Oyatsu-hime (大屋都比賣神)

Oyatsu-hime, written as "大屋都比賣神" or "大屋津姫命," is the goddess of trees in Japanese mythology. According to the "Nihonshoki" (Chronicles of Japan), her father is Susanoo, her older brother is Isotakeru, and her younger sister is Tsumatsu-hime. The district of Oya-cho in Ota City, Shimane Prefecture is named after Oyatsu-hime.

It is said that Susanoo ordered her, together with Isotakeru and Tsumatsu-hime, to sow the seeds of trees on mountains all over the country, and after that, she went back to Kii Province (present-day Wakayama Prefecture) and lived there.

Summary

She is enshrined in Oyatsuhime-jinja Shrine in Utamori, Wakayama City, Wakayama Prefecture. One of the Chinese characters in her name means 'home,' which indicates that, as well as the goddess of trees, she is also the goddess of things made of wood including buildings, homes and ships.

She is also the goddess of reproduction, because her sowing of seeds all over the country represents women's ability to give birth. Today, she is worshiped as the goddess of forestry and the construction industry, along with her older brother, Isotakeru, and her younger sister, Tsumatsu-hime.

"Nihonshoki"

The fifth addendum to chapter eight in the first volume of the "Nihonshoki" mentions Oyatsu-hime in the following passage.

Susanoo said, "There is gold and silver in the islands of Karakuni (considered to be a part of present-day Korea), so it is not good that the country controlled by my children doesn't have any ships." Then, he pulled out some hairs of his beard and scattered them, and then, they turned into cedars. He continued pulling out some hairs from parts of his body. The hairs he picked from his chest turned into hinoki (Japanese cypresses), the hairs he picked from his buttocks turned into maki (Japanese yew pines), and his plucked eyebrows turned into camphor trees. After that, he decided on the use of each tree and suggested, "Cedars and camphor trees should be used for making ships, Japanese cypresses should be used for constructing palaces, Japanese yew pines should be used for coffins when the body is buried. Everyone should join together to sow seeds of many trees used for these various purposes and grow many more trees." Around this time, he had a son, Isotakeru, and two daughters, Oyatsu-hime and Tsumatsu-hime. These three gods contributed to sowing seeds and growing trees all across the nation, and then they moved to Kii Province (the southern part of present-day Mie and Wakayama Prefectures) where they were enshrined. After that, Susanoo finally entered Ne-no-kuni (underworld) via Kumanarinotake.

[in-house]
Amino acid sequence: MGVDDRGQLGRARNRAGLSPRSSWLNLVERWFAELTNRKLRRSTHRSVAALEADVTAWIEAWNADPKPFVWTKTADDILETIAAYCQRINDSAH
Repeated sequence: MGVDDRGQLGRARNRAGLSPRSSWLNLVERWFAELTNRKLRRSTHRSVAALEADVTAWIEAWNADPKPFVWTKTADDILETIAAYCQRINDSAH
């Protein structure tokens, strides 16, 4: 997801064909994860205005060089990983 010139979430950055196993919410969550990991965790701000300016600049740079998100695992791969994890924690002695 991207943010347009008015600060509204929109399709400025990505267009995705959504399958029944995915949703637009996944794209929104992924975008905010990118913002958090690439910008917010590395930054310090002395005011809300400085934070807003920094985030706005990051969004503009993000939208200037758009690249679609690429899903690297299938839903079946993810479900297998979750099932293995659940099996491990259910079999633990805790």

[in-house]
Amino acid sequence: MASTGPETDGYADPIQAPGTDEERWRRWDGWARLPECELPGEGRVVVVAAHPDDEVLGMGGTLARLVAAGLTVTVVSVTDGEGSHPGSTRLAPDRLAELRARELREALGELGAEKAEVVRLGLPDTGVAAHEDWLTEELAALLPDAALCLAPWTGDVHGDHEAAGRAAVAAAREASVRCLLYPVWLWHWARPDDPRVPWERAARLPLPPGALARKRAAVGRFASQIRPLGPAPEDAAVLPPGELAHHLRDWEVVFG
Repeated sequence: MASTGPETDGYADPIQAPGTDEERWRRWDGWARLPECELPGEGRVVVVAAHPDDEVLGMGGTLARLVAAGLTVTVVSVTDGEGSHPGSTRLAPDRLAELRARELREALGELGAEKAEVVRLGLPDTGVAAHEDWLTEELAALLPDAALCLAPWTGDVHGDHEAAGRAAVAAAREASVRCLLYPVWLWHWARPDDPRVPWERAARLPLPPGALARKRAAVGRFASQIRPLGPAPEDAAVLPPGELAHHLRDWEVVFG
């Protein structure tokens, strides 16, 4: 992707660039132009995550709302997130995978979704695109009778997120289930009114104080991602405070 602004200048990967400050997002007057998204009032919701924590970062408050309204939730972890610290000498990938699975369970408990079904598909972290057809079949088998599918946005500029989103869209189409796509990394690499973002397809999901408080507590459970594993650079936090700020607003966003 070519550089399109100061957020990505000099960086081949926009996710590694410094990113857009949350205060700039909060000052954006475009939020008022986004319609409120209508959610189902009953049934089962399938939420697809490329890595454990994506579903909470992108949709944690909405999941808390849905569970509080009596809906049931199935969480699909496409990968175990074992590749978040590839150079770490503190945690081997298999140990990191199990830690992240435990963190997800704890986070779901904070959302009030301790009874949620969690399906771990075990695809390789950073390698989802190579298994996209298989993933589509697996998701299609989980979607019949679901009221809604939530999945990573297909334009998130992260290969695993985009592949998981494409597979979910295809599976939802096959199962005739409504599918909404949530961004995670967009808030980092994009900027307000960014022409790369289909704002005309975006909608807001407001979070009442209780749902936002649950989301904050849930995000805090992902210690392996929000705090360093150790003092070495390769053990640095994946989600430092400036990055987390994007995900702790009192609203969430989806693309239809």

"Sendai Kujihongi" (Ancient Japanese History)

The "Chigi hongi" (Original Record of Earthly Deities) in chapter four of the "Sendai Kujihongi," a text that appeared in the Heian period but whose authenticity is disputed, mentions Oyatsu-hime in the following passage.

Susanoo had a son, Isotakeru and two daughters, Oyatsu-hime and Tsumatsu-hime. These three gods contributed to sowing seeds and growing trees all across the nation, and then they moved to Kii Province where they were enshrined. Susanoo and Amaterasu made a pledge to prove their sincerity (...) His next child was a son named Isotakeru, also called Oyahiko no Kami. After Isotakeru, he had two daughters, Oyatsu-hime and Tsumatsu-hime. These three gods were enshrined in Kii Province, which means the Kinokuni no Miyatsuko (governor or ruler of Kii Province) worshiped them devoutly as deities.